Thursday, February 21, 2008

Nick Cafferky Feature

Injured 'Sports Junkie' Maintains His Focus
By B.J. Koubaroulis
Special to The Washington Post
Thursday, February 21, 2008; VA14

Through a window near his wheelchair, 17-year-old Nick Cafferky can see the top of a 20-foot-tall chain-link fence that wraps around a full-size basketball court in the back yard of his Great Falls home.

Four 35-foot light poles tower above the green court, and another hoop in the driveway is lowered to "dunking level."

This had been Cafferky's haven, where he became what Langley High School boys' basketball Coach Travis Hess called a "sports junkie."

In August, Cafferky was swimming in Dewey Beach, Del. He dived into a wave, and everything changed.

"When I hit the sand, I heard a crack, and I immediately knew what had happened," said Cafferky, who was paralyzed in the Aug. 12 accident. "I realized I couldn't move, and I started taking water. . . . I was almost positive I was going to die. I wasn't scared about it. I had already accepted that I was done. In the water, I had accepted it."

Cafferky was rescued by lifeguards, but his spinal column was crushed at the C-5 vertebra, leaving him a quadriplegic, with no movement or feeling below his chest and with fair motion in his arms and limited control of his fingers.

Before the accident, Cafferky was a referee, coach and player with Great Falls Basketball, a youth league, where he befriended Langley varsity basketball players and played with six of them on the Great Falls Rapids, a select travel team.

There's a separation now, however, between basketball memories from before the accident and after.

"There was only one sad time in all this," said Nick's mother, Elisa. "It was between Nick and his dad."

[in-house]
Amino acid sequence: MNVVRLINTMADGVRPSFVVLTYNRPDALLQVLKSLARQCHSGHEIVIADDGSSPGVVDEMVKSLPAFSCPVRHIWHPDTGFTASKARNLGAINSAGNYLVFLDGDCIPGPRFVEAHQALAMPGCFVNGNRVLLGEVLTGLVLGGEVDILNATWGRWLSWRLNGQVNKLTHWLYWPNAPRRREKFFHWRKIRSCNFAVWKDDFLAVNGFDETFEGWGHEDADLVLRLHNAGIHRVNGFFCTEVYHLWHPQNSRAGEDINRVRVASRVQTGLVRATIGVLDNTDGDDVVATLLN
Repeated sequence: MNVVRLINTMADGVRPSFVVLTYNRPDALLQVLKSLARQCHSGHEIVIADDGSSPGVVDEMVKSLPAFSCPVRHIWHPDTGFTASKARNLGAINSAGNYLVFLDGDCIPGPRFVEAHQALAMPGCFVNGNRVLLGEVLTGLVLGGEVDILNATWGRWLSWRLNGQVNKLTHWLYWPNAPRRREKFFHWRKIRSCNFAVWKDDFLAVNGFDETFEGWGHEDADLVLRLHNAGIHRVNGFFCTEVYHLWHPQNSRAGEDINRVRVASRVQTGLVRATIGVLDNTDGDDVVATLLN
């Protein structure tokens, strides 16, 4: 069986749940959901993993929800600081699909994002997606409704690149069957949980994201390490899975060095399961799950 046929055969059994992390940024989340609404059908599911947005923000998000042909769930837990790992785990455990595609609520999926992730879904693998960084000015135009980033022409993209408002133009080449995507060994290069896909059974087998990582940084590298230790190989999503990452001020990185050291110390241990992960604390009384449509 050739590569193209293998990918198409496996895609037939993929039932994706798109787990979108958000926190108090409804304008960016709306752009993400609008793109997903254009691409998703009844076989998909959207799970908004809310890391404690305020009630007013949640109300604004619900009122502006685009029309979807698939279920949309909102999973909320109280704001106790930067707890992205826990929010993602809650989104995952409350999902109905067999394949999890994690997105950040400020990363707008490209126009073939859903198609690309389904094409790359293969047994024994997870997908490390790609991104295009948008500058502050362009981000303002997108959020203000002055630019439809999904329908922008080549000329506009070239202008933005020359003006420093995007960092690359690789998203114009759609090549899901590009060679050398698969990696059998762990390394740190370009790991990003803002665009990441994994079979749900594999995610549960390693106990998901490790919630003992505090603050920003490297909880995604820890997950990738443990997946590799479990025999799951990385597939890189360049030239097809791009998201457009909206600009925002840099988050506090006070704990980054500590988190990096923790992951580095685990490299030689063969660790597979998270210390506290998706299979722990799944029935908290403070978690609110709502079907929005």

In the family's living room, from beneath his sideways-cocked baseball cap, Cafferky shifted his eyes toward his father, Mike.

"He was just getting to a point where he could swat me and then taunt me in front of all my friends," Mike Cafferky said, as he recounted the moment that he and his 6-foot-4 son realized there would be less use for the backyard playground they had designed six years ago.

"This is one of the things where I'm surprised with myself," Nick Cafferky said. "I'm not bitter about not being able to play; I just enjoy watching it right now."

And watching Langley's basketball team, which entered this week's Virginia AAA Liberty District tournament as the No. 2 seed with an 18-4 record -- its best season since 1983 -- "has been as much a part of his therapy and rehabilitation," Elisa said. "Nick still feels like he's a part of all these activities."

For the past three years, Cafferky, an aspiring sportswriter, has interviewed and written about Langley athletes for his column, Caff's Corner, in the student newspaper, the Saxon Scope. He continues to put out the column, with the help of voice-recognition software.

Just as Langley basketball has been crucial to Cafferky's recovery, Saxon players say he has become an inspiration to the team.

"When we warm up and we see Nick come through the door, we'll all whisper to each other, 'Yo, Nick's here, Nick's here,' " said Langley junior forward Derek Baker. "I don't know if it pushes us, but it kind of brings us down to Earth. . . . For me personally, growing up with the kid and seeing the condition he's in, I want to just go out and, not win one for Nick, but it's like, he's here, so let's give him a good show."

Learning to Function

Although he has continued the column, Cafferky hasn't returned to school. He expects that to happen March 3, at which time he will also resume his duties as the Scope's sports editor. From this month's edition of the paper: